I was going to write about what it means to be a Cub fan, but I don't think I can fully capture in in words. And if I came close I think the only people who would get it would be other Cub fans.
I'm going to the first two games of the series against the Dodgers this week. On Wednesday I'm driving up to Wilmette to stay with my folks. Maggie is coming along for the ride as her schedule is much harder for Mary to coordinate around than it is for the other girls who are in school all day. My parents are graciously going to play with their youngest granddaughter while I play at Wrigley. I'm looking forward to the car ride with Mag. She's a hoot and we'll have fun on our nine hour tour to Chicagoland.
I won an online auction to get one seat in the right field bleachers for Wednesday. On Thursday I'm going with brother Brian and sitting in seats my sister is letting us have. Over these two days I know I'll be reminiscing about my past experiences at Wrigley with friends and family.
There are so many memories to share since we had season tickets since I can recall. What follows next is something I cannot control. It's a ramble of thoughts that jump into my mind when I think of the Cubs and Wrigley Field. It's the best I can do to convey what it means to me to be a fan. If you get it, you get it. If you don't, well I'm sorry. Here it goes:
The first set of seats my folks had were somewhere around the 8-10th row behind home plate. They were such choice seats that you could call the pitch before the ump hollered out. And these were in the days before they changed the net and a ball fouled directly back would roll up and down over your head on the much worn net to the sound of someone playing a slide whistle.
There was the hassling of opposing players "Hey! Your a hot dog Montenez! Montenez, you're a hot dog!"
And the players and coaches I knew and loved (and sometimes hated) who made those teams mine:
Bill Madlock, Mike Kelleher, Steve Ontiveros, Manny Trillo, Herman Franks Larry Bittner, Rick and Steve Reuschel, Steve Stone, Mike Krukow, Bill Buckner, Bobby Murcer, Ivan DeJesus, Bruce Sutter, Dave Kingman, Ron Cey, Dick Tidrow, Leon Durham, Bobby Dernier, Rick Sutcliffe, Keith Moreland, Jody Davis, Ryne Sandberg, Shawn Dunston, Mark Grace, Andre Dawson, Sammy Sosa and every other player who ever wore the blue pinstripes.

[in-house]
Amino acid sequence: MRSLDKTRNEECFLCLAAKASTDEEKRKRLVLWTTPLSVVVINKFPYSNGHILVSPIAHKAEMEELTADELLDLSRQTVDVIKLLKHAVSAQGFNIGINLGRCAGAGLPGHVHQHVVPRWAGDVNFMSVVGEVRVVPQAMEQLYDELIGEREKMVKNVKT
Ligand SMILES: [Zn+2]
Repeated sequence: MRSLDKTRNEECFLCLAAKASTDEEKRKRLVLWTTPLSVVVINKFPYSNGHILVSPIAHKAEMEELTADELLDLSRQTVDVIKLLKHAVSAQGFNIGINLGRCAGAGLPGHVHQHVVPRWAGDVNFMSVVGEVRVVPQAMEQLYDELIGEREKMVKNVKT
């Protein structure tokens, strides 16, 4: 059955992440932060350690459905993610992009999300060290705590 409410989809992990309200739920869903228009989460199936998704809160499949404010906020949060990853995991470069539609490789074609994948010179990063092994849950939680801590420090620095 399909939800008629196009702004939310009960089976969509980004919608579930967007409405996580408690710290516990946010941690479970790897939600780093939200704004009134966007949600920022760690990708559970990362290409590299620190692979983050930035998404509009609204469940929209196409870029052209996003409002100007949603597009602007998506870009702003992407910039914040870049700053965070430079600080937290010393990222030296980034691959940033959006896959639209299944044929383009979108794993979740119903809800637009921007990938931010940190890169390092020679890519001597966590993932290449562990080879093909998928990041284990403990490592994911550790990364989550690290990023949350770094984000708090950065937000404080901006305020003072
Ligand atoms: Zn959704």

The time my dirty yellow hat was picked out of the crowd by Arnie Harris. Thanks Arnie for my fifteen!
The first time I went to a game on my own with my best friend John Stutz. I think we were in third grade and had to convince both sets of parents that we could do it. I knew the "L" stops by heart. On at Wilmette, switch at Howard, off at Addison. And make sure to save money for the trip home.
The time when the Cubs made the playoffs in '84 and my mother wrote a note for me to be absent from school because "Dan's grandmother is being buried at Wrigley Field today." Then going to the game and watch Ernie do a trick "throw" to home plate for the opening toss (he held on to the throw and flipped it over his back to home plate), listen to Jimmy Buffet sing the National Anthem and then watch Rick Sutcliffe hit a run home run as he pitched the Cubs to a 13-0 victory in game one over the Padres.
Or the time when John was grounded and we sneaked out to a game, only to be on tv during game highlights on the news that night.
Or sitting with my mom and having the men around us ask her how she scored a play on her scorecard. She taught me well.
Or sitting with my sister in the stands and realizing that title of biggest Cubs fan in the family might just need to go to her.
Being old enough to have an Old Style at the game. And then getting a better beer the next time.
Remembering when all hotdogs came with mustard already in the bun. And then learning the secret of how to roll the dog in the bun to spread the mustard around.
Sitting in Stutz's basement singing along to "Hey! Hey! Holy Mackerel! No doubt about it!" on his record player.
Learning to eat peanuts in the shell.
Clark, Addison, Sheffield and Waveland.
Sitting in the right field bleachers shouting "left field sucks!"
Sitting in the left field bleachers shouting "right field sucks!"
Sitting in centerfield bleachers shouting "you both suck!"
Collecting paper cups and "popping" them on the ground.
The summer I was fifteen and was an Andy Frain usher at Wrigley. My uniform was so big it made me look like David Byrne. But I didn't care because I had a job at Wrigley.
When I sing "Take me out to the ballgame" I cannot help but sing "if the Cubs don't win it's a shame" no matter what ballpark I am at be it National League, American League or Minor League.
Being able to completely understand how Steve Goodman could write both "A Dying Cub Fan's Last Request" and "Go Cubs Go!".
And getting close to tears the first time I heard Ralph Covert sing "Baseball Dreams".
Not being able to root for the Mets or Cardinals to win even if it helps the Cubs playoff chances. Ever.
When Mary asked me why I couldn't just watch the games on television I didn't try to explain it all. I still don't think I could. And when she asked me what I would do if they made it to the World Series and I couldn't get a ticket? I said it doesn't matter. I don't need one to be able to feel like I am there. I know that place inside and out and know a part of me will be there in spirit to cheer on my Cubs.
But I just may need to make a trip to Clark and Addison to be outside while the games are going on. Just in case I might find that miracle ticket.